To restore public confidence in the Government, Ministers need to act decisively, and be seen to act decisively.
Yet they appear to be caught in Sir Keir Starmer’s headlights, alternately rubbishing his backing of a windfall tax, then opening the door to it. And the last thing Johnson and Sunak need is to stall, dither and delay, then acknowledge with hindsight that Labour’s Captain Hindsight was right after all.
Tackling the cost of living crisis by throwing money at it is like trying to save a house from burning down by dousing every room with petrol. This is not what Tory MPs want to hear. Nor is it what the Prime Minister and Chancellor want to hear
In modo cruciale, pure, they need to get hold of interest-rate policy.
And to achieve that they must axe the Bank of England’s Monetary Policy Committee. As the nation has surged towards double-digit inflation, the committee hasn’t so much been asleep at the wheel as stretched across the back seat, comatose. Its prime responsibility is to keep inflation under control.
But last week the committee’s most senior member, Bank of England Governor Andrew Bailey, warned we face ‘apocalyptic’ price rises, and claimed he was incapable of taking any action that would stop inflation hitting ten per cent.
This is the same man who was warned by the International Monetary Fund in December over ‘inaction bias’ on interest rates. And the same man who – while on a £575,000 salary – begged others to ‘think and reflect’ before accepting pay rises in a desperate attempt to get the working men and women of Britain to bail out his own failed monetary strategy. But the major problem is not that the MPC’s senior members are incompetent, out of touch or unaccountable. It’s that they are not aligned with the Government’s – admittedly threadbare – economic masterplan.
Last week it was announced that Rishi had asked Dr Swati Dhingra, Associate Professor at the London School of Economics, to join the MPC. Dr Dhingra may be a brilliant economist. But given that she said in 2019 that ‘from an economic perspective, the best policy would be to cancel Brexit’, it’s difficult to see how her appointment will help bring order to the current fiscal chaos.
And then there is the third – and from the perspective of Tory Ministers and MPs the most unpalatable – measure that Boris and Rishi must implement. Which is to turn off the spending taps and drain money from the economy.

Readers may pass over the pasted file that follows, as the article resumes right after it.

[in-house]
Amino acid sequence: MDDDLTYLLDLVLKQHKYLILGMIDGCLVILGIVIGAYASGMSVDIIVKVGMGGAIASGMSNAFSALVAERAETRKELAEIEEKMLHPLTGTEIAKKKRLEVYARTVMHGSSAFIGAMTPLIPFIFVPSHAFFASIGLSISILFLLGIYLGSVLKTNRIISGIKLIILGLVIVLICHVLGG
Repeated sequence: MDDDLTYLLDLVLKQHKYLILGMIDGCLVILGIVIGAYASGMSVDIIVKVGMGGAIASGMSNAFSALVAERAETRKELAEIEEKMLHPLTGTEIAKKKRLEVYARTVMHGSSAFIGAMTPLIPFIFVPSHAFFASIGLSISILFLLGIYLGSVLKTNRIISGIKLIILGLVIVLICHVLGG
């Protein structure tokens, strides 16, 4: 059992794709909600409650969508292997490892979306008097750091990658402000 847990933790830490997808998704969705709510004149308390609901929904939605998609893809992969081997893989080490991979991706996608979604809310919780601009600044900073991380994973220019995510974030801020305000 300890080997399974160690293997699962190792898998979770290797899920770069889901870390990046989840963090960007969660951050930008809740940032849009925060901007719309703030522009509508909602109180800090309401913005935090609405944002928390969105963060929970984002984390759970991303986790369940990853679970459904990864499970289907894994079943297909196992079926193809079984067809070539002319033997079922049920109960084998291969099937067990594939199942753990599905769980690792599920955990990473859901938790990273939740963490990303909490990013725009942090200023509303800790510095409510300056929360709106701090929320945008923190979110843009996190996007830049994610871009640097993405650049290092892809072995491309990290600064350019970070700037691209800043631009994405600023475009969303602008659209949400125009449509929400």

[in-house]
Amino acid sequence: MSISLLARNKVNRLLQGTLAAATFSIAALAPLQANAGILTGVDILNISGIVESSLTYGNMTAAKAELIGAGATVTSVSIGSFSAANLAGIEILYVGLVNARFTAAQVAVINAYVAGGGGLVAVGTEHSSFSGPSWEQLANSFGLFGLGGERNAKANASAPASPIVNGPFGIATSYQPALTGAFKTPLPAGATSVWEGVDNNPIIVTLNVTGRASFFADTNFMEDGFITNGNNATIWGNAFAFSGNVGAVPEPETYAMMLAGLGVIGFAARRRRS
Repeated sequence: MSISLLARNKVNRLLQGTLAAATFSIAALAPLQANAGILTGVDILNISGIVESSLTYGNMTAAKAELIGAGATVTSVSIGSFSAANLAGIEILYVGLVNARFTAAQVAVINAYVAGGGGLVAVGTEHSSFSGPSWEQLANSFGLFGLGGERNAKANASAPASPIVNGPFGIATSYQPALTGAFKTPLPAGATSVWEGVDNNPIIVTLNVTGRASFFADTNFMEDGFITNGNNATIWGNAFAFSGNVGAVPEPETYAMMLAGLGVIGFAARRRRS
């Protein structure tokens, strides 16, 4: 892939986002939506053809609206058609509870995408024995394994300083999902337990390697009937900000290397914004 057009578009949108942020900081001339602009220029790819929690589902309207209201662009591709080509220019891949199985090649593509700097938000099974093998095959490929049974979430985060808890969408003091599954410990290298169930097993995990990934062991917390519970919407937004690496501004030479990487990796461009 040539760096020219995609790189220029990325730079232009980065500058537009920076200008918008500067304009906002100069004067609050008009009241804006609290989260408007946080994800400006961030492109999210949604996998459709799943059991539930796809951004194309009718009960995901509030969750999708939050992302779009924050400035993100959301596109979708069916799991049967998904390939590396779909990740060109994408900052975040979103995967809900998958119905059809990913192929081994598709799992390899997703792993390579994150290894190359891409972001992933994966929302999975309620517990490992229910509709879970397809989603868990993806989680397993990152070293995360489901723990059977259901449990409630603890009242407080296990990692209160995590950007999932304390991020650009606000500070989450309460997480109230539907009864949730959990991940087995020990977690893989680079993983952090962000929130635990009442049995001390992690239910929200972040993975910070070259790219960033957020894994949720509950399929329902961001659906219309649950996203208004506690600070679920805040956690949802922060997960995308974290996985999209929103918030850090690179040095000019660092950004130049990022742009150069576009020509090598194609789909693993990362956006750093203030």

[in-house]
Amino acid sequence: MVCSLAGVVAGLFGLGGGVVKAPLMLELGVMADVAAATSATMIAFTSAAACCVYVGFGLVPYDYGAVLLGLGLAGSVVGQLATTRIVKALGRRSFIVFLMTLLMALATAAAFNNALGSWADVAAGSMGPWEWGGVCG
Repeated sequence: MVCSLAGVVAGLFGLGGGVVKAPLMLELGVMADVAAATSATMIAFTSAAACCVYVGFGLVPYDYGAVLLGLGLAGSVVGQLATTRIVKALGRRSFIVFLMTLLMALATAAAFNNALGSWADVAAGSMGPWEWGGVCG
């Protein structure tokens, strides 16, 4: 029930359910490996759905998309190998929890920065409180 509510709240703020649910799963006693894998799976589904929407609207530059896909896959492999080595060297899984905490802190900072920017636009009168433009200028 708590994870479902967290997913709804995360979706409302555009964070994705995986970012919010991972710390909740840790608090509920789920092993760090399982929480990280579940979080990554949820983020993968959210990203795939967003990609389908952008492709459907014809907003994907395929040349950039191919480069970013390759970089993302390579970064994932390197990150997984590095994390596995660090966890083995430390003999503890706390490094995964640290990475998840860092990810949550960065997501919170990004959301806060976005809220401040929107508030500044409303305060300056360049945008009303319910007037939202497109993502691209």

A hike in benefits. Bigger heating allowances. More support to pay food bills. Generous tax cuts. sì, these represent compassionate ideas for difficult times. They would be popular. They are certainly what many Conservative MPs are clamouring for. But in the face of an inflationary crisis, these would also prove disastrous.
Every additional pound the Government pumps into people’s pockets is a pound that will stoke inflation further. But tackling the cost of living crisis by throwing money at it is like trying to save a house from burning down by dousing every room with petrol.
This is not what Tory MPs want to hear. Nor is it what the Prime Minister and Chancellor want to hear. Boris’s boosterism, and Rishi’s obsession with burnishing Brand Sunak, will not countenance it.
‘We will be able to look after people, as we did during Covid,’ Boris boasted at Prime Minister’s Questions last Wednesday. But that’s a fantasy at best, and a cruel deception at worst.
Ministers spent £400 billion protecting the nation from the pandemic. There simply isn’t the scope to dig deep into the coffers again to insulate people from its continuing aftershocks, and then once more when they are hit by the almost inevitable global recession that follows.
If Boris and his Cabinet genuinely want to look after the British people, they have to be straight with us. There are no quick fixes to the cost-of-living crisis. There are certainly no painless fixes.
And the next 12 months will see great hardship falling on a great many families.
If Ministers remain unwilling to admit this, they should visit Grantham. They should look up at the statue that gazes across the town’s St Peter’s Hill Green. And they should realise that what voters need now are not boosters or brand managers but leaders with steel in their spines, and in their souls.